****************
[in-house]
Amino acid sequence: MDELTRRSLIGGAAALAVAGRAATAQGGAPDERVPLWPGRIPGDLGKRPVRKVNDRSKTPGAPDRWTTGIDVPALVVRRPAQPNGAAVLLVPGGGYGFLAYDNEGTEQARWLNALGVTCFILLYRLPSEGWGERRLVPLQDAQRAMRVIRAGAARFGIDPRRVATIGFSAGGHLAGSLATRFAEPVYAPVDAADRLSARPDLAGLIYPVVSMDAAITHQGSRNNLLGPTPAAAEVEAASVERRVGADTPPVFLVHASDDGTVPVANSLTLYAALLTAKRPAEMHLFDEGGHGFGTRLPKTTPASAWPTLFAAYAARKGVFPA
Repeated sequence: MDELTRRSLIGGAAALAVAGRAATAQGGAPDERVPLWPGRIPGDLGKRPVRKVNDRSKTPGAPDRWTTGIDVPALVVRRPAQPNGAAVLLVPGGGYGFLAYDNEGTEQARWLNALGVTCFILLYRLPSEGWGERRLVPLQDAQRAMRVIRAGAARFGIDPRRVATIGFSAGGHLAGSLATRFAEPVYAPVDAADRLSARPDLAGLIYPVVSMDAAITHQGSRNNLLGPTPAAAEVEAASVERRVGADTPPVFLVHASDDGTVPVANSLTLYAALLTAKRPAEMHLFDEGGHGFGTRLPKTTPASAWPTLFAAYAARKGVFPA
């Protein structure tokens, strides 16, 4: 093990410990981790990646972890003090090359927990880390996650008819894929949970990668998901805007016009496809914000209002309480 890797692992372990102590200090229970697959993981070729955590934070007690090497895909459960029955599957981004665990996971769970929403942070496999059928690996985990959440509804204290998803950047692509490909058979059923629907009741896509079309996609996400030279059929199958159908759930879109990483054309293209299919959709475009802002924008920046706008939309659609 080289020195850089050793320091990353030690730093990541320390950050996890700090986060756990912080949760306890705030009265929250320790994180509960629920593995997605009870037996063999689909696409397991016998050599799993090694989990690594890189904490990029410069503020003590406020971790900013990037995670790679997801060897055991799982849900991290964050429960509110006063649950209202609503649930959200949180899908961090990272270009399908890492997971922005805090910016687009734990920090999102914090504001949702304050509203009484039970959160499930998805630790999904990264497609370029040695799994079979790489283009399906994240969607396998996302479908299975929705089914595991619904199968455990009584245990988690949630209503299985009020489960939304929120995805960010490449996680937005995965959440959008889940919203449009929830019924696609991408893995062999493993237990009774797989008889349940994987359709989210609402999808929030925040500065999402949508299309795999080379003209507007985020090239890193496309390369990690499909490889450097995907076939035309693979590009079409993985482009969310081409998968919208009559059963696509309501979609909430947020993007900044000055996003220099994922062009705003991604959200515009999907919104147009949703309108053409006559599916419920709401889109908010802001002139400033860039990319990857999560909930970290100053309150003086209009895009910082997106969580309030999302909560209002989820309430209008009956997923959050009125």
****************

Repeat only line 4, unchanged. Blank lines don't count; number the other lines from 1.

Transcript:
């Protein structure tokens, strides 16, 4: 093990410990981790990646972890003090090359927990880390996650008819894929949970990668998901805007016009496809914000209002309480 890797692992372990102590200090229970697959993981070729955590934070007690090497895909459960029955599957981004665990996971769970929403942070496999059928690996985990959440509804204290998803950047692509490909058979059923629907009741896509079309996609996400030279059929199958159908759930879109990483054309293209299919959709475009802002924008920046706008939309659609 080289020195850089050793320091990353030690730093990541320390950050996890700090986060756990912080949760306890705030009265929250320790994180509960629920593995997605009870037996063999689909696409397991016998050599799993090694989990690594890189904490990029410069503020003590406020971790900013990037995670790679997801060897055991799982849900991290964050429960509110006063649950209202609503649930959200949180899908961090990272270009399908890492997971922005805090910016687009734990920090999102914090504001949702304050509203009484039970959160499930998805630790999904990264497609370029040695799994079979790489283009399906994240969607396998996302479908299975929705089914595991619904199968455990009584245990988690949630209503299985009020489960939304929120995805960010490449996680937005995965959440959008889940919203449009929830019924696609991408893995062999493993237990009774797989008889349940994987359709989210609402999808929030925040500065999402949508299309795999080379003209507007985020090239890193496309390369990690499909490889450097995907076939035309693979590009079409993985482009969310081409998968919208009559059963696509309501979609909430947020993007900044000055996003220099994922062009705003991604959200515009999907919104147009949703309108053409006559599916419920709401889109908010802001002139400033860039990319990857999560909930970290100053309150003086209009895009910082997106969580309030999302909560209002989820309430209008009956997923959050009125």